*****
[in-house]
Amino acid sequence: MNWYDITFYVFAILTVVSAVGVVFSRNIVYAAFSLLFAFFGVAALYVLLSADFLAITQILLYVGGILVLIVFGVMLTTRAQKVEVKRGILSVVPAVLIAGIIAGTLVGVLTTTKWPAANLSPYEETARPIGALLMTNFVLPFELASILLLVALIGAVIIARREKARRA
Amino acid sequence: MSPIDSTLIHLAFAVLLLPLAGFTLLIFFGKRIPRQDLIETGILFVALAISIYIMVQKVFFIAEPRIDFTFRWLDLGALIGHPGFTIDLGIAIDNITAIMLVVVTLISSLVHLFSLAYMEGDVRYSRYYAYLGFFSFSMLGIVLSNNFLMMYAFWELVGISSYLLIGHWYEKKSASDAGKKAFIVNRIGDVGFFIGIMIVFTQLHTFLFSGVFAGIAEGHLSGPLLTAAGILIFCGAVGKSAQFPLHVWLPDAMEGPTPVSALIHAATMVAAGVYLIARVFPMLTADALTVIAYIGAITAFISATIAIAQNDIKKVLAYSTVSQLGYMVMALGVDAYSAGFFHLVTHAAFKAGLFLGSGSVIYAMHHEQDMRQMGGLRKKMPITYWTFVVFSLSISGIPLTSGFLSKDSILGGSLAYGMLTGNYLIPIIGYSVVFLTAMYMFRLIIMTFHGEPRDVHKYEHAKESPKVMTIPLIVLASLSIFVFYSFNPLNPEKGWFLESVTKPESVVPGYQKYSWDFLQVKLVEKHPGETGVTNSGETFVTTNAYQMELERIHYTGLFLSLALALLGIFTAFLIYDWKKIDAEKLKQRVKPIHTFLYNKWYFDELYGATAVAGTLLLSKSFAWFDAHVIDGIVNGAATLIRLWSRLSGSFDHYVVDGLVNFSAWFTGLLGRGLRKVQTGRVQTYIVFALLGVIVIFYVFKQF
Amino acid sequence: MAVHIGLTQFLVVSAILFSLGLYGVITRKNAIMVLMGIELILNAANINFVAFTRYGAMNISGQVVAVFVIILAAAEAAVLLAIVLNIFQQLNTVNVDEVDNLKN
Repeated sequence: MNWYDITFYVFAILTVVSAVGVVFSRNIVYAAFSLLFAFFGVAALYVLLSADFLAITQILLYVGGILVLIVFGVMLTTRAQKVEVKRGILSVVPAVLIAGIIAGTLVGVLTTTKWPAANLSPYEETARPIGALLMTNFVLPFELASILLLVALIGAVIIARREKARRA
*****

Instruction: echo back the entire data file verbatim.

[in-house]
Amino acid sequence: MNWYDITFYVFAILTVVSAVGVVFSRNIVYAAFSLLFAFFGVAALYVLLSADFLAITQILLYVGGILVLIVFGVMLTTRAQKVEVKRGILSVVPAVLIAGIIAGTLVGVLTTTKWPAANLSPYEETARPIGALLMTNFVLPFELASILLLVALIGAVIIARREKARRA
Amino acid sequence: MSPIDSTLIHLAFAVLLLPLAGFTLLIFFGKRIPRQDLIETGILFVALAISIYIMVQKVFFIAEPRIDFTFRWLDLGALIGHPGFTIDLGIAIDNITAIMLVVVTLISSLVHLFSLAYMEGDVRYSRYYAYLGFFSFSMLGIVLSNNFLMMYAFWELVGISSYLLIGHWYEKKSASDAGKKAFIVNRIGDVGFFIGIMIVFTQLHTFLFSGVFAGIAEGHLSGPLLTAAGILIFCGAVGKSAQFPLHVWLPDAMEGPTPVSALIHAATMVAAGVYLIARVFPMLTADALTVIAYIGAITAFISATIAIAQNDIKKVLAYSTVSQLGYMVMALGVDAYSAGFFHLVTHAAFKAGLFLGSGSVIYAMHHEQDMRQMGGLRKKMPITYWTFVVFSLSISGIPLTSGFLSKDSILGGSLAYGMLTGNYLIPIIGYSVVFLTAMYMFRLIIMTFHGEPRDVHKYEHAKESPKVMTIPLIVLASLSIFVFYSFNPLNPEKGWFLESVTKPESVVPGYQKYSWDFLQVKLVEKHPGETGVTNSGETFVTTNAYQMELERIHYTGLFLSLALALLGIFTAFLIYDWKKIDAEKLKQRVKPIHTFLYNKWYFDELYGATAVAGTLLLSKSFAWFDAHVIDGIVNGAATLIRLWSRLSGSFDHYVVDGLVNFSAWFTGLLGRGLRKVQTGRVQTYIVFALLGVIVIFYVFKQF
Amino acid sequence: MAVHIGLTQFLVVSAILFSLGLYGVITRKNAIMVLMGIELILNAANINFVAFTRYGAMNISGQVVAVFVIILAAAEAAVLLAIVLNIFQQLNTVNVDEVDNLKN
Repeated sequence: MNWYDITFYVFAILTVVSAVGVVFSRNIVYAAFSLLFAFFGVAALYVLLSADFLAITQILLYVGGILVLIVFGVMLTTRAQKVEVKRGILSVVPAVLIAGIIAGTLVGVLTTTKWPAANLSPYEETARPIGALLMTNFVLPFELASILLLVALIGAVIIARREKARRA